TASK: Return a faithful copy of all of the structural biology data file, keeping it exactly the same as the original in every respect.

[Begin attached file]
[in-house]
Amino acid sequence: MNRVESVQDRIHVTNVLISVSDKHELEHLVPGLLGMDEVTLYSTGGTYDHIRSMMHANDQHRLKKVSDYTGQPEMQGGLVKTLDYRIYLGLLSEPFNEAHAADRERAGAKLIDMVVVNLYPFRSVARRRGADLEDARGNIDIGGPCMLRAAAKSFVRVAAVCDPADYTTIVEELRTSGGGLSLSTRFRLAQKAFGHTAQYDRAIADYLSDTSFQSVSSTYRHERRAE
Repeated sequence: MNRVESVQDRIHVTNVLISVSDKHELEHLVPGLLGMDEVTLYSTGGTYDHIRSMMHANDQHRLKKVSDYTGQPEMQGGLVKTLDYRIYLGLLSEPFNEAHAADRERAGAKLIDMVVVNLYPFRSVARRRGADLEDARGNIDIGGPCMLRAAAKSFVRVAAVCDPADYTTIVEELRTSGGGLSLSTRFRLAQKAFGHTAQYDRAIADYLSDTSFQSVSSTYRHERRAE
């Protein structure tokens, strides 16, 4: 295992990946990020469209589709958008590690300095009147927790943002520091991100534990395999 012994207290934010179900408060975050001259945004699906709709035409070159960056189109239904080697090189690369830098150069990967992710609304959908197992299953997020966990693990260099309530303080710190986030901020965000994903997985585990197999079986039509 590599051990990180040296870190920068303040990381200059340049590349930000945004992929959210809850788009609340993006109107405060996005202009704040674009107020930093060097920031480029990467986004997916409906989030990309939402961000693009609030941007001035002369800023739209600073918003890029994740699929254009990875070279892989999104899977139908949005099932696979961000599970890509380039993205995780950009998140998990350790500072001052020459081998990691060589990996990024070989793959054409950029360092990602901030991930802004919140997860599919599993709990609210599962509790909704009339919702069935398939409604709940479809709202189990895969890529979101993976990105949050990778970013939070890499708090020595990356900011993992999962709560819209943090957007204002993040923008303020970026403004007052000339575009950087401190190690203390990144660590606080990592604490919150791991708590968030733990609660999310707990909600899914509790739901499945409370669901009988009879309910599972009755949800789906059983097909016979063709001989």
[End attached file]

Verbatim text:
[in-house]
Amino acid sequence: MNRVESVQDRIHVTNVLISVSDKHELEHLVPGLLGMDEVTLYSTGGTYDHIRSMMHANDQHRLKKVSDYTGQPEMQGGLVKTLDYRIYLGLLSEPFNEAHAADRERAGAKLIDMVVVNLYPFRSVARRRGADLEDARGNIDIGGPCMLRAAAKSFVRVAAVCDPADYTTIVEELRTSGGGLSLSTRFRLAQKAFGHTAQYDRAIADYLSDTSFQSVSSTYRHERRAE
Repeated sequence: MNRVESVQDRIHVTNVLISVSDKHELEHLVPGLLGMDEVTLYSTGGTYDHIRSMMHANDQHRLKKVSDYTGQPEMQGGLVKTLDYRIYLGLLSEPFNEAHAADRERAGAKLIDMVVVNLYPFRSVARRRGADLEDARGNIDIGGPCMLRAAAKSFVRVAAVCDPADYTTIVEELRTSGGGLSLSTRFRLAQKAFGHTAQYDRAIADYLSDTSFQSVSSTYRHERRAE
């Protein structure tokens, strides 16, 4: 295992990946990020469209589709958008590690300095009147927790943002520091991100534990395999 012994207290934010179900408060975050001259945004699906709709035409070159960056189109239904080697090189690369830098150069990967992710609304959908197992299953997020966990693990260099309530303080710190986030901020965000994903997985585990197999079986039509 590599051990990180040296870190920068303040990381200059340049590349930000945004992929959210809850788009609340993006109107405060996005202009704040674009107020930093060097920031480029990467986004997916409906989030990309939402961000693009609030941007001035002369800023739209600073918003890029994740699929254009990875070279892989999104899977139908949005099932696979961000599970890509380039993205995780950009998140998990350790500072001052020459081998990691060589990996990024070989793959054409950029360092990602901030991930802004919140997860599919599993709990609210599962509790909704009339919702069935398939409604709940479809709202189990895969890529979101993976990105949050990778970013939070890499708090020595990356900011993992999962709560819209943090957007204002993040923008303020970026403004007052000339575009950087401190190690203390990144660590606080990592604490919150791991708590968030733990609660999310707990909600899914509790739901499945409370669901009988009879309910599972009755949800789906059983097909016979063709001989």